After a merited, welcomed, two-week break, we have Code Club again tomorrow. It’s our next to the last meeting and I’m concerned. I don’t think their “create your own game” projects are ready for the showcase – I don’t think they are one hour away from being ready. There’s a lot of work to do, errors to be found, logic to be thought through, and no rigorous testing has been done. (Do I sound like a software manager a week before a new release deadline?)
I had planned to approach each of the 4th grade coders during school over the last two days and find out how they thought their project was coming along. I talked to two (out of 23) and they didn’t seem concerned. I actually think they were confused about what I was asking as if the two-week winter break had wiped out all thoughts about Code Club. So maybe I’m the only one who’s nervous about this. This is my rookie season as a Code Club leader, I must remember. Maybe everything will get done on time?
Yeah, right. Here’s the thing. I recall the last Code Club meeting as being less than productive. I believe others also found it frustrating. Besides the fact that it was the week before Christmas and two days before vacation, things didn’t go as well as I’d hoped. Students were stuck, teams weren’t working well together, projects were behaving strangely, stuff was lost, etc. That kind of stuff happens. I expect some of that, I’m not a complete rookie.
What bothers me most is not every student was able to get some help. On the whiteboard, next to the list for using the microphone, a student started a list for those who needed help and added their name. I didn’t even notice the list until the end. It’s a good idea, really, and we’ll start a list like that tomorrow. Not really sure what to think, but I feel that I’m letting them down. The list was an interesting expression of frustration. On one hand I expect them to need some help as they are just beginner Scratchers, but perhaps am I helping too much or unevenly. Maybe I haven’t provided enough foundation to give them the confidence to persevere in troubleshooting? Or the projects were too complicated and it was a failure in the design review process. More things to learn.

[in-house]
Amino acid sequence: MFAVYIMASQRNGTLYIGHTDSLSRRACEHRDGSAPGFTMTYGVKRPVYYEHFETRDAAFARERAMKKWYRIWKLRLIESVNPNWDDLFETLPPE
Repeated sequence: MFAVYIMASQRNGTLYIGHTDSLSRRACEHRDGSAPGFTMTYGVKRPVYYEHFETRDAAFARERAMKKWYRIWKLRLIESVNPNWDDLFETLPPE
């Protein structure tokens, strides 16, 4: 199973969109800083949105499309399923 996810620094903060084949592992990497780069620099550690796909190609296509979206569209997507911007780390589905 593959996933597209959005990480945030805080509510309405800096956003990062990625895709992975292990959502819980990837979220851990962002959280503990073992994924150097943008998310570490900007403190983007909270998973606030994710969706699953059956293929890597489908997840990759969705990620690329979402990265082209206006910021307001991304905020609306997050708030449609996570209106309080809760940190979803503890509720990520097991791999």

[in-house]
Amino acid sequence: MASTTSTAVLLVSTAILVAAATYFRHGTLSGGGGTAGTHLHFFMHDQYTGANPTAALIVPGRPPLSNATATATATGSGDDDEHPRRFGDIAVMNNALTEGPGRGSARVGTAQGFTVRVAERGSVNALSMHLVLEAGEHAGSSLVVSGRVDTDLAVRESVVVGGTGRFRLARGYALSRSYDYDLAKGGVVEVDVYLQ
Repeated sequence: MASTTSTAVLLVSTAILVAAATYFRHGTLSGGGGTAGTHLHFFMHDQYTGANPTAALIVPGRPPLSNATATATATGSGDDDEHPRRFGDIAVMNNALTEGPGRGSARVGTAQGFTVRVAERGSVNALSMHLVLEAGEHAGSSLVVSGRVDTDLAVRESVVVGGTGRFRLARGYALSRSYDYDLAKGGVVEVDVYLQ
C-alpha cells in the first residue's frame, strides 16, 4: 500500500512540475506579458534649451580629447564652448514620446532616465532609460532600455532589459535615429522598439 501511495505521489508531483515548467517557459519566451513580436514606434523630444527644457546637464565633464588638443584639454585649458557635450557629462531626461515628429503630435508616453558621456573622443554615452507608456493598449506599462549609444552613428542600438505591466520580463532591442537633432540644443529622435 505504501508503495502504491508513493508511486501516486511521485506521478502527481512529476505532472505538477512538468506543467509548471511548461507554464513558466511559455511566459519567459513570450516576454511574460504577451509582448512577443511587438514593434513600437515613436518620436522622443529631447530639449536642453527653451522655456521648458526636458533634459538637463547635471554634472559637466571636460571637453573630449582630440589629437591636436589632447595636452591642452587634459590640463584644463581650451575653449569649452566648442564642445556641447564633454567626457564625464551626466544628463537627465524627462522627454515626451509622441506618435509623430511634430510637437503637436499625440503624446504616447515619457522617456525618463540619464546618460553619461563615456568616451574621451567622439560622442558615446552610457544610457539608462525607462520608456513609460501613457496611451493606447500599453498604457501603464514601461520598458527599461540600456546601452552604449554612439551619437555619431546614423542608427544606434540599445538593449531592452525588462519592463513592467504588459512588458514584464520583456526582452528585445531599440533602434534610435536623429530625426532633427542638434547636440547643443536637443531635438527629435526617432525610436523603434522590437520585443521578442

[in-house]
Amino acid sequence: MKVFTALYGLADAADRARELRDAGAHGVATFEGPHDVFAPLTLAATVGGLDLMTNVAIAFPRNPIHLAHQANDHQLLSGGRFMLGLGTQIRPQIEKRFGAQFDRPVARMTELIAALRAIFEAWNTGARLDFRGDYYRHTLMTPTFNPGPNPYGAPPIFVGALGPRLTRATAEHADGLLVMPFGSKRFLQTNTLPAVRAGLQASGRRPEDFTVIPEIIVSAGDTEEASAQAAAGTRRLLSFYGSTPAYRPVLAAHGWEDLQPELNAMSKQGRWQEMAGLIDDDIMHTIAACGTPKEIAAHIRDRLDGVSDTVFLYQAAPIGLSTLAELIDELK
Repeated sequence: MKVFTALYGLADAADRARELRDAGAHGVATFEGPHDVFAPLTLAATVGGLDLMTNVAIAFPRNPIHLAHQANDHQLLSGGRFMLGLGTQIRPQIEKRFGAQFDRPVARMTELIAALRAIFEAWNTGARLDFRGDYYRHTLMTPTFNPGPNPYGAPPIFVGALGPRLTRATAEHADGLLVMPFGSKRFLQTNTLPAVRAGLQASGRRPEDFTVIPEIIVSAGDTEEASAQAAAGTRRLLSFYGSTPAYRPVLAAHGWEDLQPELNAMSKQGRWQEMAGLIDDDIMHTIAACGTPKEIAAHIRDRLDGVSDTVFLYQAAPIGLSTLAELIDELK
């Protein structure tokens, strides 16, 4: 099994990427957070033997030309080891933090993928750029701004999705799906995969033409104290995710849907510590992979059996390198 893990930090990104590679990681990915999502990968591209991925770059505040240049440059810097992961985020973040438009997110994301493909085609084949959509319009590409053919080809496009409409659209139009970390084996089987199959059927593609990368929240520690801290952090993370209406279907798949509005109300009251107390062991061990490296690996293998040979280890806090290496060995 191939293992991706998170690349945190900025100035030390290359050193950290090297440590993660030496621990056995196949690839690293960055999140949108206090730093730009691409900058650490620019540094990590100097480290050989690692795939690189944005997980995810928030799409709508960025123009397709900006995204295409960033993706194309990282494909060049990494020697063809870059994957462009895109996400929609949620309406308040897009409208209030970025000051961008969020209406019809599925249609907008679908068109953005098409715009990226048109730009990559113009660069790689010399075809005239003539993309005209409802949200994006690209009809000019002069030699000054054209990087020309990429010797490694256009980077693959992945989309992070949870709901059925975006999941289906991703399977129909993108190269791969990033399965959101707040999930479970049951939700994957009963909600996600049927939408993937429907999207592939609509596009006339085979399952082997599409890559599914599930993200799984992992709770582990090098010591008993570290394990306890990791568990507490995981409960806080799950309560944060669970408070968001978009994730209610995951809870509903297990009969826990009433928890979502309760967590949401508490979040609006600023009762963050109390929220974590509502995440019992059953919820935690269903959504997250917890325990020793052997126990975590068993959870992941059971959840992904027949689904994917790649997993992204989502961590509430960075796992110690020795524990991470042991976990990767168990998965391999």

Truth is, I don’t have that much more experience using Scratch than they do. Problems and questions have come up that I didn’t have the answer to. For example, a couple of students wanted to add gravity into their game. Turns out there are lots of ways to simulate this, even more than those listed on the Scratch Wiki for Simulating Gravity (I didn’t even know about the Scratch Wiki until researching the gravity problem). One team is using a timer to simulate gravity. Another is using simple direct movement method.
I’m sure more stuff like this will crop up tomorrow. Of course, I need to remember – rookie season, rookie mistakes.